Vietnam, The Cold War, Iraq, Afghanistan

Discussions among Morgan Park 
High School Alumnae
Chicago, Illinois

Written in 2002-2010, During the War on Terror. 

We were exactly the right age to enjoy participating in or protesting the Vietnam War.  Our parents had survived the depression and World War II.  We got Vietnam, and our children got the War on Terrorism.

The following was extracted from a series of emails produced by our classmates.
We would appreciate the stories of anyone, whether you opposed the war, fought in it, went to Canada, jail, etc. And women please contribute - you did not get drafted, but you also went through tough times.  Or if you know of anyone who had an interesting story, please ask them to email it to:

or call Craig at 309 634 5557.

Your choice if you want not to be identified in the story - let us know and we will just use your first name. Or use your real name, in case this becomes a best seller.

If you have already contributed, please feel free to update and expand your contribution. Or if you know of someone from MPHS or the “Hood” who had an interesting experience, please let us know how to contact them.

There is an old curse that says "May you live in interesting times".  The late 60's and early 70's were certainly that.

So if you are interested in contributing, please send an email to this blog or email or call me.  


Louise S

I disagreed with the war back then and tried to persuade many to be objectors or leave the country for a time. I am terrified because I truly believe our government uses war as an economic tool as well as for population control. If you look at the statistics you will see by race and age how many died "for us". I hated it then and I hate it still. I would hope if there is another war not on American ground you would think long and hard and talk with your children and grandchildren before you let them blithely go off to fight for "freedom and the good old USA"

I married a vet while the war was still going on and had to watch as PTSD ate us up. No one knew what it was yet. He dug fox holes in the driveway and booby trapped the house. Sometimes he thought I was cong. We battled his alcoholism and Vietnam daily.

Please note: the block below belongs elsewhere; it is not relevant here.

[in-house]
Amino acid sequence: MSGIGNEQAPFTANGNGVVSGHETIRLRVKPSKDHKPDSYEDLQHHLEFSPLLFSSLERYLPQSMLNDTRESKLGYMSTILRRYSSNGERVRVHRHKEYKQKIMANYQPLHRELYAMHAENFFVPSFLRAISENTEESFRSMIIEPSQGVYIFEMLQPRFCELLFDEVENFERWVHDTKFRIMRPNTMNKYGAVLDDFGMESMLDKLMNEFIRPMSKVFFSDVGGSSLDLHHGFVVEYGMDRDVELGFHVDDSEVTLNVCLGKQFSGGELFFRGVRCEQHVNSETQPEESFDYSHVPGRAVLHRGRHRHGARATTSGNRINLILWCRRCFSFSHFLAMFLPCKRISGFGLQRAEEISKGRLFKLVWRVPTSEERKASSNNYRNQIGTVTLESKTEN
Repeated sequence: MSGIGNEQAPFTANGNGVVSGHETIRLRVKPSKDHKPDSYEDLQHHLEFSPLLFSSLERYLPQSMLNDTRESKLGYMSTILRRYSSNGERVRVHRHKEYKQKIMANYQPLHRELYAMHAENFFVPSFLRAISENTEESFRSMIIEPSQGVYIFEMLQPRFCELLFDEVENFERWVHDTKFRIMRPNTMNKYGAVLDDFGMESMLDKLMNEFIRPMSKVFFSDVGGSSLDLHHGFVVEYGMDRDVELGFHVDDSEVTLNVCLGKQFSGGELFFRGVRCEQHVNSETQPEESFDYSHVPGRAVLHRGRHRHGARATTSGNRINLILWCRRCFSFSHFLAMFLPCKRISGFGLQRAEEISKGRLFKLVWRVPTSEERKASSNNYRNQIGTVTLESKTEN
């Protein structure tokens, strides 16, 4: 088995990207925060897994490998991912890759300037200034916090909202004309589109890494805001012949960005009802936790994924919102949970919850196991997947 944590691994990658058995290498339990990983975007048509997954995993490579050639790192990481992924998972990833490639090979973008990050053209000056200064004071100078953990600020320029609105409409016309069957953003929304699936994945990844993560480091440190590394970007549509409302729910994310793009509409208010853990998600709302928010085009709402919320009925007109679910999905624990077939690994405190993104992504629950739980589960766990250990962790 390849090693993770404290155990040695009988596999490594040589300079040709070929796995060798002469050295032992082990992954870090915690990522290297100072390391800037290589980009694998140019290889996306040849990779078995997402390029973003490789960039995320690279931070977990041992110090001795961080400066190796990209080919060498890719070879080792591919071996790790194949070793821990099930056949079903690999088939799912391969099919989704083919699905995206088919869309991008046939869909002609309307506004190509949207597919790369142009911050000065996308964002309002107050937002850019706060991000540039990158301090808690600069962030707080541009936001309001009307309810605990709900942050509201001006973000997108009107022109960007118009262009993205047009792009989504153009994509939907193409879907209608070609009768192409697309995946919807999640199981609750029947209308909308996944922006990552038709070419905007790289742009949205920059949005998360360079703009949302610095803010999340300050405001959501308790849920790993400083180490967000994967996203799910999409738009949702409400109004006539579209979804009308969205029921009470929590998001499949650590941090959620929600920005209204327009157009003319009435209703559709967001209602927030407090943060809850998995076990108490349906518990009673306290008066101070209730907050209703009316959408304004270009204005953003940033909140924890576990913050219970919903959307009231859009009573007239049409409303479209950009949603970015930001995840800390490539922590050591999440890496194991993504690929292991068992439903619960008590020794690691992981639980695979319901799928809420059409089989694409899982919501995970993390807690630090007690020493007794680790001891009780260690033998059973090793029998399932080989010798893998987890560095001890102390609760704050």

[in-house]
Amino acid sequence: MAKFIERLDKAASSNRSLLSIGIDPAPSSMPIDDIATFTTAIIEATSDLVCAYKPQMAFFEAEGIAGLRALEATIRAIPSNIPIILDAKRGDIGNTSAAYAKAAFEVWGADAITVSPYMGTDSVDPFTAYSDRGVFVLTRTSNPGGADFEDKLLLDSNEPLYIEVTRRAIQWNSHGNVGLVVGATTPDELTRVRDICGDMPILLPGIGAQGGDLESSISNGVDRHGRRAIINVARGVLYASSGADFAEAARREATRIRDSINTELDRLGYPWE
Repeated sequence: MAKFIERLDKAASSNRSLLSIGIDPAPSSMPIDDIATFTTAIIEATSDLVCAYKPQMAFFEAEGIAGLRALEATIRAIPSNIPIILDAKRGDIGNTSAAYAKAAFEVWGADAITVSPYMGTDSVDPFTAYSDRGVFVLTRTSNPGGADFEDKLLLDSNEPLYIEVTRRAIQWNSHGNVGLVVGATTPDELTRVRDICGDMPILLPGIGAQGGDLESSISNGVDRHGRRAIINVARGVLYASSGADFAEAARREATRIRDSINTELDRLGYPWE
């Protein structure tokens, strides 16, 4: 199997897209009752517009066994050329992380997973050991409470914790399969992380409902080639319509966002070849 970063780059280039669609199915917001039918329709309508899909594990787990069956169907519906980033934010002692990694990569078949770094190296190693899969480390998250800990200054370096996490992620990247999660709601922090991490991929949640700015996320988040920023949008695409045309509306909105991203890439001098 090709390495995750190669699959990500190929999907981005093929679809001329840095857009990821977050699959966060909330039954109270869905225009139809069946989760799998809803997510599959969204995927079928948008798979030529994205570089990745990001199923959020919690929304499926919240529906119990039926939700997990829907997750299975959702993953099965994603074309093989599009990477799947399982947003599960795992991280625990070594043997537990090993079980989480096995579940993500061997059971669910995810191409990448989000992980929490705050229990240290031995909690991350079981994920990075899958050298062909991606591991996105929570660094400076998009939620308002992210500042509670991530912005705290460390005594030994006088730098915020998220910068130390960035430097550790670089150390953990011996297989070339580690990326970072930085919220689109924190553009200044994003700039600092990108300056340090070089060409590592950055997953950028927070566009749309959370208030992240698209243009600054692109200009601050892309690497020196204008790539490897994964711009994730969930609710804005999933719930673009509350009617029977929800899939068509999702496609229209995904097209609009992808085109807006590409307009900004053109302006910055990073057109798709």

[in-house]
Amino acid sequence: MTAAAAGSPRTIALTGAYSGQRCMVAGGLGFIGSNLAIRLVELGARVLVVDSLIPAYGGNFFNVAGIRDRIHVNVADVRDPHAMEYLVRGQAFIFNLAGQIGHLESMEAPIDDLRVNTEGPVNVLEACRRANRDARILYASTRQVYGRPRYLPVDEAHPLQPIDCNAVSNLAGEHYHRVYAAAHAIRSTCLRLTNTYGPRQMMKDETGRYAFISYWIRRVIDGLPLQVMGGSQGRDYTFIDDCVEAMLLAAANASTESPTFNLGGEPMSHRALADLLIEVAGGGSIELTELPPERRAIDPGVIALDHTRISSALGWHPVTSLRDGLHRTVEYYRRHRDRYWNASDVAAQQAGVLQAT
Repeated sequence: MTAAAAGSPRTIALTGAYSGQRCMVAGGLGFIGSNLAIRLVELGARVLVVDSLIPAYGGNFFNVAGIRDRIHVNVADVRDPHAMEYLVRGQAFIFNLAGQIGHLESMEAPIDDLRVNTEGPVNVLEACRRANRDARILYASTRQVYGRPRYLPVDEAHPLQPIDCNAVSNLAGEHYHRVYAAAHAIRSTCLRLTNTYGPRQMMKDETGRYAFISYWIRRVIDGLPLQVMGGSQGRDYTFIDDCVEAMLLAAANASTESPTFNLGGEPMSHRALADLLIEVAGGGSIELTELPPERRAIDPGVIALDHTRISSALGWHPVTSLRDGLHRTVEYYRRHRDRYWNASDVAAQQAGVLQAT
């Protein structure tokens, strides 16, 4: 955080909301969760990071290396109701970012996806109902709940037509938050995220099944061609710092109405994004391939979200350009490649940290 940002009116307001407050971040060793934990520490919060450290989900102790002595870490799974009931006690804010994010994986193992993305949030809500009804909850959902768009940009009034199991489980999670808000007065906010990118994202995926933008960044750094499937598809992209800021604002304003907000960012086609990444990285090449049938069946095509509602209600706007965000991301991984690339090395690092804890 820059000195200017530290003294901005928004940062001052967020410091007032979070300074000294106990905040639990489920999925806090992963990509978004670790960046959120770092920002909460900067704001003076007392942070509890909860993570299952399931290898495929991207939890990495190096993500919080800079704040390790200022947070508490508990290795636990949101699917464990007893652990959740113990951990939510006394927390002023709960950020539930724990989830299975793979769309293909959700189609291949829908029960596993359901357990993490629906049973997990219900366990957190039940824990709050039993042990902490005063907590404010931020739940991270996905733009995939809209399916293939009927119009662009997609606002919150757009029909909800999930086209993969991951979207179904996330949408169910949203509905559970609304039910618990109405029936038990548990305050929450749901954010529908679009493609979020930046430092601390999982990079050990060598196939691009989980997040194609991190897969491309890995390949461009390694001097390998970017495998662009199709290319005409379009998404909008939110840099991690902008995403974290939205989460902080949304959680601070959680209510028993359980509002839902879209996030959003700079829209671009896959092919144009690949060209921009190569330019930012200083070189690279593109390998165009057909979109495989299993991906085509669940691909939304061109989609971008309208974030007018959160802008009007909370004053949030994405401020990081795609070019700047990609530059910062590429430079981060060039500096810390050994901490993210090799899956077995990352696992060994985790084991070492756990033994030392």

We hurt and destroyed many families on BOTH sides during that war. I took a foster son off the first flight that came to this country from the camps. He no longer had a family. I did my best to help him get over the things that war did to him and think I succeeded somewhat. But NOTHING ever erases what war does to us. Not for the ones that go or the ones that stay home. Or for the children.

Maybe too many of us listened to our fathers war stories of WW2 .. the funny little incidents they chose to tell. We are doing the same about Vietnam.

Lets stop and tell the truth for once. War is Hell on everyone.

Nan B

Louise, I admire you for taking the responsibility and making a commitment  which has contributed to healing the wounds of that war. You have made a difference in this world.

Is your husband better? Have you ever heard of Figley's research on PTSD in Vietnam vets? Or Shapiro's work with EMDR? Also some of the Energy Psychology methods for dealing with trauma?

Louise S

I don't know where my first husband is. I was 20 years old and very scared and his family said they would get him the help he needed if I divorced him. I loved him so much but was at the end of my physical and mental strength by then. So I finally gave in and did as they wished. I never stopped loving the man that I married but I understand that that man was a result of PTSD himself and I never really knew the real person. That came after years of struggling with my conscious.

I married another man and thats when I started taking foster children. I had three boys. One Deaf, one Vietnamese and one the son of a policeman. I also had a biological child, a daughter that was born deaf. My boys are all grown and married now and my daughter graduated from college in San Marcos Texas. She currently lives in Austin and is a graphic designer.

Our thanks to all of our fallen High School Comrades

We know of ten of our classmates who died in Vietnam. Morgan Park High School was a big City of Chicago High School.There surely are more who died that we do not know about.

We appreciate their service and sacrifice.

Morgan Park Alumni 
on the Vietnam Memorial Wall

Jim Beck

Larry Dart

Ricky Green

Sgt Holstein

Bruce Huff

Al McNabb

Mills Miller

Warren Muhr

Robert Nawrocki

William Newbold

William Lee Owen Jr

And thanks to all the ones we don't know about:


Vietnam - The Virtual Wall

Remembering our Friends who gave all in the War. Click on Find a Name to find your comrade.

The Vietnam Veterans Memorial Wall in Washington DC honors the fallen of the Vietnam War. Relatives and friends leave letters, poems, and photographs there and on this web site named The Virtual Wall ®. We bring the Vietnam Veterans Memorial to your home.
The Memorial Pages:
 By Last Name
 By State & City
 Wall Panels by Date
 By Military Unit
 Send Us A Photo
 Height of Valor
 Faces Of Freedom
 MIA Status
 About The Wall
 About Us
 Who We Are
 Links       FAQs

New Format 11/11/09
The Virtual Wall

Sunrise Vietnam

Ken S